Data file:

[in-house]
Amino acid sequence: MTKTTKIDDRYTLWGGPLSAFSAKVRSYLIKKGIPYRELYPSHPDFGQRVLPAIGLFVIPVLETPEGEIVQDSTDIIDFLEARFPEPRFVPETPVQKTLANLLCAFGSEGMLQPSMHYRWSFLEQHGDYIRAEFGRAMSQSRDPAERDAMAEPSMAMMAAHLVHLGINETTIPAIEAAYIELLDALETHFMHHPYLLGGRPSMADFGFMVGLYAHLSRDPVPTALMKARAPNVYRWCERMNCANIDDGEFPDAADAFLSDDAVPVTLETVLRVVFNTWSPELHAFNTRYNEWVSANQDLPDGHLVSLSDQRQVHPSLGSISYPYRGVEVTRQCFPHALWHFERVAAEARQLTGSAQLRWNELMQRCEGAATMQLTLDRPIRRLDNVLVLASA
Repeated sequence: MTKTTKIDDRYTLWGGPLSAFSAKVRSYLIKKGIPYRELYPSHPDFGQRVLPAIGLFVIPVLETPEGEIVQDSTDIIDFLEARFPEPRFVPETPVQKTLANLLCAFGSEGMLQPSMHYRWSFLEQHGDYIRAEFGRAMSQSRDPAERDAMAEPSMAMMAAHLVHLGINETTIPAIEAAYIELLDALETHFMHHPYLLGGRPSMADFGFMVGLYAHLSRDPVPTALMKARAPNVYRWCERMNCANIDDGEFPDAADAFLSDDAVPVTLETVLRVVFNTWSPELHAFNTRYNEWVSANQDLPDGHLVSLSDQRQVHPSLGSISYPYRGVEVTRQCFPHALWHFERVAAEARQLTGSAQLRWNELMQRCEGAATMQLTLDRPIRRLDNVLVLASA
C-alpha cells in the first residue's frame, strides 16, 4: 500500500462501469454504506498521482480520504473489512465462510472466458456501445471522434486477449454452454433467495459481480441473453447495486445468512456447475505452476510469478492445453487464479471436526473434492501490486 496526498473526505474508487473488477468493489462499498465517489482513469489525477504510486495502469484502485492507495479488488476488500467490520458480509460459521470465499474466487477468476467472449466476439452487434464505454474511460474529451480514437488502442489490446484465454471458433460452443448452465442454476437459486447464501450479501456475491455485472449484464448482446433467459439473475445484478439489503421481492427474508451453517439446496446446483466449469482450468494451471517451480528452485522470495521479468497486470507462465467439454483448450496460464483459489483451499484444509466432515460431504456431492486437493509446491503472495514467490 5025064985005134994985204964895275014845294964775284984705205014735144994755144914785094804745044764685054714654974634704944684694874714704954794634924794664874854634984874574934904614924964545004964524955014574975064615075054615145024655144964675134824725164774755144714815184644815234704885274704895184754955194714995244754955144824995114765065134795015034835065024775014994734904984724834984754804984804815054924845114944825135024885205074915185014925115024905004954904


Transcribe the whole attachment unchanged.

[in-house]
Amino acid sequence: MTKTTKIDDRYTLWGGPLSAFSAKVRSYLIKKGIPYRELYPSHPDFGQRVLPAIGLFVIPVLETPEGEIVQDSTDIIDFLEARFPEPRFVPETPVQKTLANLLCAFGSEGMLQPSMHYRWSFLEQHGDYIRAEFGRAMSQSRDPAERDAMAEPSMAMMAAHLVHLGINETTIPAIEAAYIELLDALETHFMHHPYLLGGRPSMADFGFMVGLYAHLSRDPVPTALMKARAPNVYRWCERMNCANIDDGEFPDAADAFLSDDAVPVTLETVLRVVFNTWSPELHAFNTRYNEWVSANQDLPDGHLVSLSDQRQVHPSLGSISYPYRGVEVTRQCFPHALWHFERVAAEARQLTGSAQLRWNELMQRCEGAATMQLTLDRPIRRLDNVLVLASA
Repeated sequence: MTKTTKIDDRYTLWGGPLSAFSAKVRSYLIKKGIPYRELYPSHPDFGQRVLPAIGLFVIPVLETPEGEIVQDSTDIIDFLEARFPEPRFVPETPVQKTLANLLCAFGSEGMLQPSMHYRWSFLEQHGDYIRAEFGRAMSQSRDPAERDAMAEPSMAMMAAHLVHLGINETTIPAIEAAYIELLDALETHFMHHPYLLGGRPSMADFGFMVGLYAHLSRDPVPTALMKARAPNVYRWCERMNCANIDDGEFPDAADAFLSDDAVPVTLETVLRVVFNTWSPELHAFNTRYNEWVSANQDLPDGHLVSLSDQRQVHPSLGSISYPYRGVEVTRQCFPHALWHFERVAAEARQLTGSAQLRWNELMQRCEGAATMQLTLDRPIRRLDNVLVLASA
C-alpha cells in the first residue's frame, strides 16, 4: 500500500462501469454504506498521482480520504473489512465462510472466458456501445471522434486477449454452454433467495459481480441473453447495486445468512456447475505452476510469478492445453487464479471436526473434492501490486 496526498473526505474508487473488477468493489462499498465517489482513469489525477504510486495502469484502485492507495479488488476488500467490520458480509460459521470465499474466487477468476467472449466476439452487434464505454474511460474529451480514437488502442489490446484465454471458433460452443448452465442454476437459486447464501450479501456475491455485472449484464448482446433467459439473475445484478439489503421481492427474508451453517439446496446446483466449469482450468494451471517451480528452485522470495521479468497486470507462465467439454483448450496460464483459489483451499484444509466432515460431504456431492486437493509446491503472495514467490 5025064985005134994985204964895275014845294964775284984705205014735144994755144914785094804745044764685054714654974634704944684694874714704954794634924794664874854634984874574934904614924964545004964524955014574975064615075054615145024655144964675134824725164774755144714815184644815234704885274704895184754955194714995244754955144824995114765065134795015034835065024775014994734904984724834984754804984804815054924845114944825135024885205074915185014925115024905004954904